At least 35,000 people worldwide have been convicted as terrorists since the September 11 attacks on the US. But while some bombed hotels or buses, others were jailed for waving political signs or blogging about protests. Before 9/11, just a few hundred were convicted of terrorism each year.
This shows a surge in prosecutions under new anti-terror laws, often passed at the urging and with the funding of the West. Even tiny countries like Tonga and Luxembourg, which have never experienced terror attacks, passed laws.
It shows how the war is shifting to the courts. But also suggests that countries are using terror as an excuse to curb political dissent.
Turkey and China, although secondary battlefields to terrorist attacks, represent half the convictions worldwide. Turkey had a third of all convictions - 12,897. China, meanwhile, has arrested more than 7,000 people, merging terrorism with separatism and extremism as the "Three Evils".
Conviction rates vary. The US has a 90 per cent conviction rate. The country saw 2,934 arrests and 2,568 convictions since 2001 - eight times more than in the decade before.
But even now no one agrees on what makes a terrorist. Definitions range from almost impossibly high bars set for terrorism to those who arrest any opponents of the government. The US has been criticised for not defining terrorism clearly. In fact, the FBI, the CIA, the Defence Department and the State Department don't agree on what terrorism is.
In 2005, the UN named Finnish law professor Martin Sheinin as special rapporteur on human rights and counter-terrorism. His job is to report on anti-terror prosecutions. After six years, Sheinin agrees with the need to sweep out terrorists but says the brush being used is too broad.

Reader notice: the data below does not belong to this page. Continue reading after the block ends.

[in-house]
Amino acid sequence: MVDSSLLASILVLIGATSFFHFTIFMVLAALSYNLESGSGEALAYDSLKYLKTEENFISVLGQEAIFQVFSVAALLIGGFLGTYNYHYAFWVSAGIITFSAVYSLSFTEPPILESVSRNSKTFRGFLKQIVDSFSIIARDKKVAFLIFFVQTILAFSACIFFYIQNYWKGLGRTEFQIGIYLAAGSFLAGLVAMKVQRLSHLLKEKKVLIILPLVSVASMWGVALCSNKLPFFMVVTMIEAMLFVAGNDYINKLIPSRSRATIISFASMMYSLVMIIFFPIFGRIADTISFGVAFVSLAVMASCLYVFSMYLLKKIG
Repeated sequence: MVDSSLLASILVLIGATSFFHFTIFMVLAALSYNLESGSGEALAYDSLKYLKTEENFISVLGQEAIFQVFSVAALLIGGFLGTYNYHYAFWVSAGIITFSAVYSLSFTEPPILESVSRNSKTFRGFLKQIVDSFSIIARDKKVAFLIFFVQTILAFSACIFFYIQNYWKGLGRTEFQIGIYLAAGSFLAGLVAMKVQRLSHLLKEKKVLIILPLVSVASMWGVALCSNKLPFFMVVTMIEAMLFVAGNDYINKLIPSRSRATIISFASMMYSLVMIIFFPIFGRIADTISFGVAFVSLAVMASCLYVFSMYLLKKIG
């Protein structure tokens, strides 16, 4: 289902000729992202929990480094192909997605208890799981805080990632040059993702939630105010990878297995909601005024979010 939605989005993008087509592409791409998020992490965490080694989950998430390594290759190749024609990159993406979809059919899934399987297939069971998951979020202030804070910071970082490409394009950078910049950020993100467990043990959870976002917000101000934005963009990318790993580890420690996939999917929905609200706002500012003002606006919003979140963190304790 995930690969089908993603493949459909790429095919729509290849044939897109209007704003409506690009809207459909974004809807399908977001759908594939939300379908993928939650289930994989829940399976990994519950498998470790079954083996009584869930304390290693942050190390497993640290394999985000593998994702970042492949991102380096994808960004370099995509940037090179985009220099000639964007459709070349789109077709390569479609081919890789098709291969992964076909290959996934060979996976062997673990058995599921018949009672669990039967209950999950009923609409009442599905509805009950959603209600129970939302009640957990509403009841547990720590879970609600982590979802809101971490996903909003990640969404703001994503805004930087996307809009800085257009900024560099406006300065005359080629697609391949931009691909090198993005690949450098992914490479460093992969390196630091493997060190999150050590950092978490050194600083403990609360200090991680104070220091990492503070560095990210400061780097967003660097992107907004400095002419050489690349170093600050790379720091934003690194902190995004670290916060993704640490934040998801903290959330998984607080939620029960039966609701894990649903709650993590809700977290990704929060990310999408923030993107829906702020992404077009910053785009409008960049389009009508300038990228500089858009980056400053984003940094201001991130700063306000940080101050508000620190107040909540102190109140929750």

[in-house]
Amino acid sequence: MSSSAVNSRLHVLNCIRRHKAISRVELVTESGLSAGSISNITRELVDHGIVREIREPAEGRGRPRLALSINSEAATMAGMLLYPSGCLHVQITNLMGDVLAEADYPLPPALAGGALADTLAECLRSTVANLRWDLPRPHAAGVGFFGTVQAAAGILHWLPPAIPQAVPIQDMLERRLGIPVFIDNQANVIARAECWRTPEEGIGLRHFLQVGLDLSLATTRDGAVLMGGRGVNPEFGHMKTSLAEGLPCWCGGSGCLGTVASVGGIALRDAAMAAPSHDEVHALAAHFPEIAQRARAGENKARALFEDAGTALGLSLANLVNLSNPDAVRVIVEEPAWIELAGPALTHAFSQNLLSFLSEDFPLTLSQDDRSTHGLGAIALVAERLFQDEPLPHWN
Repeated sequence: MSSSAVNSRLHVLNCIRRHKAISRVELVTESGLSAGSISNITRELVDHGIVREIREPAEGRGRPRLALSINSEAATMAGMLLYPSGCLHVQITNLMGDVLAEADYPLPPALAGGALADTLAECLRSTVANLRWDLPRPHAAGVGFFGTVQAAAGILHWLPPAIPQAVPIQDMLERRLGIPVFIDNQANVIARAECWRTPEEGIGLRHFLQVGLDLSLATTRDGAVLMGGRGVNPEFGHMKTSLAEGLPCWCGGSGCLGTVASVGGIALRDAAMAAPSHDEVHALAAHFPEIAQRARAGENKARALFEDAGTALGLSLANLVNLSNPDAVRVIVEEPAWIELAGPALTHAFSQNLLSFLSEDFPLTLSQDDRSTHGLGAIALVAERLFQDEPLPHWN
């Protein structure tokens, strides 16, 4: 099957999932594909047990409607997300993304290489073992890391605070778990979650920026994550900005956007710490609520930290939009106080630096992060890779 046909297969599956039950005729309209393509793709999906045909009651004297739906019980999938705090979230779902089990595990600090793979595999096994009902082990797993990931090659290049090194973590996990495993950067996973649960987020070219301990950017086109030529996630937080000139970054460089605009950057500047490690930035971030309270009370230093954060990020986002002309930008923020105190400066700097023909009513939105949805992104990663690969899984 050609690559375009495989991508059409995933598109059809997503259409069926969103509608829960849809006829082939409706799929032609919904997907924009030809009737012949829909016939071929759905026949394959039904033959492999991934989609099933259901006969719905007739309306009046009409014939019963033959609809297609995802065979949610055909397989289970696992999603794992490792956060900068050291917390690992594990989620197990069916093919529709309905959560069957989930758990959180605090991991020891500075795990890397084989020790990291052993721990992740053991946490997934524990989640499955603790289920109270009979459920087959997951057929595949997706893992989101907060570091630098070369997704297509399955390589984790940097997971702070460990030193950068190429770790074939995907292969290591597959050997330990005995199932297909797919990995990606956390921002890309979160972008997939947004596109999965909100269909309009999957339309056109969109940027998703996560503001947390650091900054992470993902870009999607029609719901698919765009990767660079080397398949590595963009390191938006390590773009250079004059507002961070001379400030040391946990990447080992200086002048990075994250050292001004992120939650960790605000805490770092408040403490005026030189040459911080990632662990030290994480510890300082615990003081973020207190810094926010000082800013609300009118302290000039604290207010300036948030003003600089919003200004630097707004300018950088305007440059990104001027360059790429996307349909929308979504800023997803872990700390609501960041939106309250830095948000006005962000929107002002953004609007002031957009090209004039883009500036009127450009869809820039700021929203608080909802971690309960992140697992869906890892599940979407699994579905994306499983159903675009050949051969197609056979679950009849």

"Originally the approach was the stronger the counter-terror laws, the better for the security of the world. But that was a serious mistake," he says. "Nowadays people are realising the abuse and even the actual use of counter-terror laws is bad for human rights and also bad for actually stopping terrorism."
China has an anti-terrorism statute, but it considers terrorism part of a vague charge of "endangering state security". In 2009, Dilshat Perhat, an Uighur entrepreneur in China, asked visitors to his Uighur-language website not to post illegal political comments. When someone posted a call for a demonstration, Perhat deleted the comments and informed the police, as required. But he was arrested anyway, amid violence that killed 197 people in the Muslim-majority northwest. Perhat was convicted in a one-day trial, and sentenced to five years in prison on charges of endangering state security.
Pakistan has seen the steepest increase in terror arrests in recent years. Arrests have gone up from 1,552 in 2006 to 12,886 in 2009. Since amending its terror laws in 2004, Pakistan has made 29,050 arrests, says the independent Pak Institute for Peace Studies. Yet attacks are still rising. Pakistan suffers more deaths from terror than any other country, except Iraq.
Only about one out of 10 terrorism cases in Pakistan ends in conviction, according to their human rights commission. Witnesses usually refuse to testify because of death threats and lack of protection. Anti-terror laws may make things worse.
When arrests go up, so do attacks, says Syed Ejaz Hussain, a Pakistani police officer who has studied thousands of cases. And when police arrest hardcore terrorists, Hussain found, casualty rates go up almost 25 percent.
"It's defiance. Terrorists want to punish the government in a bigger way after the arrest of their hardcore group member, and one way to do so is to commit a mass-killing event," he says.